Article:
Leopards from Africa and Asia are genetically distinct, reveals DNA analysis of museum specimens
A small group of leopards migrated to Asia about half a million years ago following their evolution in Africa, a new study suggests.
An international team—involving scientists at Nottingham Trent University, the University of Cambridge, University of Leicester and the University of Potsdam in Germany—carried out genetic analysis of historical specimens stored in natural history museums as part of the study.
While they both have spots, the researchers discovered a striking genomic distinction between leopards living in and Asia and Africa, which diverged around the same time as Neanderthals and modern humans.
Asian leopards are more genetically separated from African leopards than brown bears are from polar bears, the researchers found.
While there has been some population exchange around the Near East, the genetic differences between African and Asian leopards have been maintained since that first migration event 500,000 to 600,000 years ago.
Genetic analysis typically requires fresh tissue samples, but analyzing the historic museum specimens allowed the team to recover genome information from populations that have previously been driven to extinction over a number of decades.
The researchers were able to obtain nuclear genomic data—the complete set of DNA—from leopards across their current and historical distribution, revealing new details about their global population dynamics.
Since their separation, Asian leopard populations have experienced less genetic variability and gene flow than their African counterparts—most probably due to geography and greater dispersal across the continent.
Leopards—which are classified as a threatened species—are the only big cats still widely distributed across Asia and Africa and are often found in close proximity to humans, resulting in extreme habitat losses and severe population reductions.
Despite this extensive encroachment by humans on leopard habitats, however, the historical samples did not necessarily show a greater genetic diversity than the more modern samples included in the study.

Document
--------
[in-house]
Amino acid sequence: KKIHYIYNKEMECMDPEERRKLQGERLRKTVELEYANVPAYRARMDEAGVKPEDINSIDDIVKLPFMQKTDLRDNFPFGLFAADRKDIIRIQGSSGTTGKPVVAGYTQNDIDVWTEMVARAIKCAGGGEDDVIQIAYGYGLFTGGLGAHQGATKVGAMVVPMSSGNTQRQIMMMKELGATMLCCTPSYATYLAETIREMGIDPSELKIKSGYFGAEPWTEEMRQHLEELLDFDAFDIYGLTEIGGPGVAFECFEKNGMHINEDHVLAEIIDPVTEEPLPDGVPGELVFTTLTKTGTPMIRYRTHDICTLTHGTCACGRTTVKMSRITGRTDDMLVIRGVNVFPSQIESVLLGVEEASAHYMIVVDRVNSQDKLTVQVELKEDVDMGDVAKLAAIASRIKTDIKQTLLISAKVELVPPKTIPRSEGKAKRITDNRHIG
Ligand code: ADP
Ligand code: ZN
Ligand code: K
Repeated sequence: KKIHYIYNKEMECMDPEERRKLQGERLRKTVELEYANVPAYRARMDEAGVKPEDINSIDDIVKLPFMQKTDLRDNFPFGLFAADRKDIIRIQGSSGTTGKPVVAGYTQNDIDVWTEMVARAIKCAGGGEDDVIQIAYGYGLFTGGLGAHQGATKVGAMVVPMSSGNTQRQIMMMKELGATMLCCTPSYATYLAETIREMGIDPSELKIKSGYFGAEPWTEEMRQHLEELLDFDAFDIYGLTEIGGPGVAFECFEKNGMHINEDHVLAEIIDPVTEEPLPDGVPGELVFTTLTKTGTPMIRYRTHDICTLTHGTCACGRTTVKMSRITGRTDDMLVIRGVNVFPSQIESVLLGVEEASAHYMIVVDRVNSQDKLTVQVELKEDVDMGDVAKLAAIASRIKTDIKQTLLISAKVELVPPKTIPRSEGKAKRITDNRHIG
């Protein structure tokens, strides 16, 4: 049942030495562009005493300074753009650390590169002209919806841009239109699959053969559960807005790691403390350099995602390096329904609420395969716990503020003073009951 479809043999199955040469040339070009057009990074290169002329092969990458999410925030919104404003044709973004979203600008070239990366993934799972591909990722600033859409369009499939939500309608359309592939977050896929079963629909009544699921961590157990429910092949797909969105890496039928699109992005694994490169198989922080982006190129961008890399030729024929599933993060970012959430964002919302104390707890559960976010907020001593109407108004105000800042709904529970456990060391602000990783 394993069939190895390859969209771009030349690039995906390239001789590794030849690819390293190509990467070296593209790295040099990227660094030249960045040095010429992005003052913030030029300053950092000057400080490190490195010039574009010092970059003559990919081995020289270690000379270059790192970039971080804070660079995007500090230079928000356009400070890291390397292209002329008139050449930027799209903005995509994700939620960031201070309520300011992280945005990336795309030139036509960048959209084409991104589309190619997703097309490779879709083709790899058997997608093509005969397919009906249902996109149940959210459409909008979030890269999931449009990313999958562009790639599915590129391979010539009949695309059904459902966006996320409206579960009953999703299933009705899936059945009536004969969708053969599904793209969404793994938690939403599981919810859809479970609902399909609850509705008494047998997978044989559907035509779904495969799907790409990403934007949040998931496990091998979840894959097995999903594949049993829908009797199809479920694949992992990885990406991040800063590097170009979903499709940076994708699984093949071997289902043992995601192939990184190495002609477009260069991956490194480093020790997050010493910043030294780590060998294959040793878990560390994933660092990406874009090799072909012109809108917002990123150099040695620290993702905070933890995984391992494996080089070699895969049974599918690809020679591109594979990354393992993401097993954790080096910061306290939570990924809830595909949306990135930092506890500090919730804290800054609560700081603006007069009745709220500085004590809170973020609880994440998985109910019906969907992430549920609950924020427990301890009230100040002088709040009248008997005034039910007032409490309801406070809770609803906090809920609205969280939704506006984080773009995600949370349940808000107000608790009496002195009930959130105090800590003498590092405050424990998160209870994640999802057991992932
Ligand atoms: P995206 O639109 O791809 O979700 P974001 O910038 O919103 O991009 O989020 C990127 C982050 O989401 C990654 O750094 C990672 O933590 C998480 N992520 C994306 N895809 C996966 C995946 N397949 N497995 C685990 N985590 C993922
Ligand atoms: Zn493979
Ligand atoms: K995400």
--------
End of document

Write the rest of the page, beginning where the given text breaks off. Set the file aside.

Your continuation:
This suggests that, while humans have driven some local leopard populations to extinction, the impact of humans on the species as a whole has not been severe enough to have an effect on the entire genome.
"Despite the fact that they are the most widely distributed big cats, the evolutionary development and population history of leopards across Africa and Asia has not been studied with genomic tools before now," said Dr. Axel Barlow, an expert in palaeogenomics and molecular bioscience in Nottingham Trent University's School of Science and Technology.
He said: "Our results have highlighted marked genetic differences between African and Asian leopards, that Asian leopards originated from a single out-of-Africa dispersal event, and that the distinctiveness of leopards on the two continents has been maintained."
Dr. Johanna Paijmans, Research Fellow at the University of Cambridge and Honorary Fellow at the University of Leicester, said: "While they both have spots, these leopards are quite different when looking at their DNA. Given their mobility, it is surprising that they have remained so distinct and do not carry more shared genetic material with one another.
"Our study demonstrates that many more exciting genetic discoveries could be hidden among the shelves of natural history museums around the world."
The research is published in the journal Current Biology.